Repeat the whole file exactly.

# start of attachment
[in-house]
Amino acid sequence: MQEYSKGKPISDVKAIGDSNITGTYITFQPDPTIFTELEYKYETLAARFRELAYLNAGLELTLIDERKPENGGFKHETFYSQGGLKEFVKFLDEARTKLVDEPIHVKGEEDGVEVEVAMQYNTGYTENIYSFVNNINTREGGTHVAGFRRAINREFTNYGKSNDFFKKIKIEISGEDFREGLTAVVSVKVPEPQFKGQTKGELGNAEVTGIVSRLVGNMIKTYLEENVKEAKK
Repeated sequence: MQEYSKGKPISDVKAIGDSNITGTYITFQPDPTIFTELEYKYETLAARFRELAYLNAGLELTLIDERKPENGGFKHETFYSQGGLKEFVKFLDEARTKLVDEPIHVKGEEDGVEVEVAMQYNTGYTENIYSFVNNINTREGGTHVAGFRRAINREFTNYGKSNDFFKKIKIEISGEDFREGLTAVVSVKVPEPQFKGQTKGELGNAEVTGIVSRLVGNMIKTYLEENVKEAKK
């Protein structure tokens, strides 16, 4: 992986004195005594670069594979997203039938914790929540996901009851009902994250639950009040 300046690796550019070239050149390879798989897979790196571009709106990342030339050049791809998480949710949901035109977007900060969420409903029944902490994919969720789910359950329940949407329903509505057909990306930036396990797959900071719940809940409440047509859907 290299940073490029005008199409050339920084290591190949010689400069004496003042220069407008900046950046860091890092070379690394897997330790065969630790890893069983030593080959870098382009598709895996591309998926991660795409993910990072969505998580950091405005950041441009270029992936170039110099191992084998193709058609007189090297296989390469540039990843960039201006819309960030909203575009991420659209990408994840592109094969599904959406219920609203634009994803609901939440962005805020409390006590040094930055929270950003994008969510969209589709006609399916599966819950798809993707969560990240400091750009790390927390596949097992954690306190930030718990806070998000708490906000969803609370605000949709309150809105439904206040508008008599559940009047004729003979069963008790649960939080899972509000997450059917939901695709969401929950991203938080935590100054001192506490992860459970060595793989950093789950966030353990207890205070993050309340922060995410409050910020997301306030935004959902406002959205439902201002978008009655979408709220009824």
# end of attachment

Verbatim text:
[in-house]
Amino acid sequence: MQEYSKGKPISDVKAIGDSNITGTYITFQPDPTIFTELEYKYETLAARFRELAYLNAGLELTLIDERKPENGGFKHETFYSQGGLKEFVKFLDEARTKLVDEPIHVKGEEDGVEVEVAMQYNTGYTENIYSFVNNINTREGGTHVAGFRRAINREFTNYGKSNDFFKKIKIEISGEDFREGLTAVVSVKVPEPQFKGQTKGELGNAEVTGIVSRLVGNMIKTYLEENVKEAKK
Repeated sequence: MQEYSKGKPISDVKAIGDSNITGTYITFQPDPTIFTELEYKYETLAARFRELAYLNAGLELTLIDERKPENGGFKHETFYSQGGLKEFVKFLDEARTKLVDEPIHVKGEEDGVEVEVAMQYNTGYTENIYSFVNNINTREGGTHVAGFRRAINREFTNYGKSNDFFKKIKIEISGEDFREGLTAVVSVKVPEPQFKGQTKGELGNAEVTGIVSRLVGNMIKTYLEENVKEAKK
């Protein structure tokens, strides 16, 4: 992986004195005594670069594979997203039938914790929540996901009851009902994250639950009040 300046690796550019070239050149390879798989897979790196571009709106990342030339050049791809998480949710949901035109977007900060969420409903029944902490994919969720789910359950329940949407329903509505057909990306930036396990797959900071719940809940409440047509859907 290299940073490029005008199409050339920084290591190949010689400069004496003042220069407008900046950046860091890092070379690394897997330790065969630790890893069983030593080959870098382009598709895996591309998926991660795409993910990072969505998580950091405005950041441009270029992936170039110099191992084998193709058609007189090297296989390469540039990843960039201006819309960030909203575009991420659209990408994840592109094969599904959406219920609203634009994803609901939440962005805020409390006590040094930055929270950003994008969510969209589709006609399916599966819950798809993707969560990240400091750009790390927390596949097992954690306190930030718990806070998000708490906000969803609370605000949709309150809105439904206040508008008599559940009047004729003979069963008790649960939080899972509000997450059917939901695709969401929950991203938080935590100054001192506490992860459970060595793989950093789950966030353990207890205070993050309340922060995410409050910020997301306030935004959902406002959205439902201002978008009655979408709220009824």